Incidentally, Romance of the Rails provides an evocative history of the golden age of U.S. passenger rail, the history of urban transit, and the problems of today’s Amtrak and urban rail transit. I liked the book so much that I provided a dust jacket quote for it.
Last month big-data firm INRIX released its 2018 Global Traffic Scorecard. It provides new figures on rush-hour congestion’s extent and direct costs based on data from 200 cities in 38 countries, with an emphasis on the United States, the U.K., and Germany. Both the international and U.S. rankings differ considerably from the firm’s 2017 report, due to significant changes in methodology.
The 2018 rankings are based on an “impact” metric, which combines and weights several different congestion measures, including hours lost in congestion, cost of congestion per driver (i.e., intensity of congestion), and total cost of lost time in the entire metro area (magnitude of congestion). INRIX notes that the new methodology better reflects the more-constrained roadway systems of older cities, such as Boston and Chicago. Also, unlike earlier ways of defining lost time, the new method compares peak-period congestion not with theoretical free-flow conditions but with actual off-peak conditions—which may partly account for significantly lower reported congestion costs in the new report, compared with the 2017 report. Because those differences are quite large in some cases, the 2018 report has recalculated 2017 figures to present 2017-2018 comparisons using the new methodology.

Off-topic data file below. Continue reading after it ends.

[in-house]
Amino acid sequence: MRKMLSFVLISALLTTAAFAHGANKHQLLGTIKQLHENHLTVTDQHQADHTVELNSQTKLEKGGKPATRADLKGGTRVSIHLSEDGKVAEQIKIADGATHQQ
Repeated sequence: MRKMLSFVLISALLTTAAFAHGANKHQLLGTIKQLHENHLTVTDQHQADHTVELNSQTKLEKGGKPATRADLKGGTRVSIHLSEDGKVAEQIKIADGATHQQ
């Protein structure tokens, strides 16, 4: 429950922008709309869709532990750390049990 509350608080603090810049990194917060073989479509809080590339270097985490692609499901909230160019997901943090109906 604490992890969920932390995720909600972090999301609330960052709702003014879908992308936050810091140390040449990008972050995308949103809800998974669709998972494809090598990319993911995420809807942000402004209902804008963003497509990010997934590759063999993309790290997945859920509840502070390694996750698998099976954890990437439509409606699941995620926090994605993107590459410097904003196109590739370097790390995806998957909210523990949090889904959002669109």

First, some good news for Americans. Of the world’s 25 most-congested metro areas in 2018, only three are in the United States: Boston (#8), Washington (#19), and Chicago (#23). Moscow is now #1, followed by Istanbul, Bogota, Mexico City, and Sao Paulo.
Next, here are the numbers for 2018’s 10 most-congested U.S. cities in terms of the cost of lost time per driver (valued at the average cost/hour recommended by U.S. DOT):
|5. New York||$1,859|
|6. Los Angeles||$1,788|
|9. San Francisco||$1,624|
The other most relevant metric is the total cost of lost time in the metro area. Size matters, so these rankings are considerably different.
|1. New York||$9.5 billion|
|2. Los Angeles||$9.3|
|9. San Francisco||$3.4|
Last year I reported that Dallas did especially well in the INRIX rankings, despite its huge size and rapid growth, and suggested that the metro area’s extensive use of express toll lanes might be a factor. As you can see from the above, Dallas is not in either top-10 list for 2018. Its cost per driver is a modest $1,065 while its total congestion cost (due to its size) is $3.1 billion, ranking it 11th on that measure.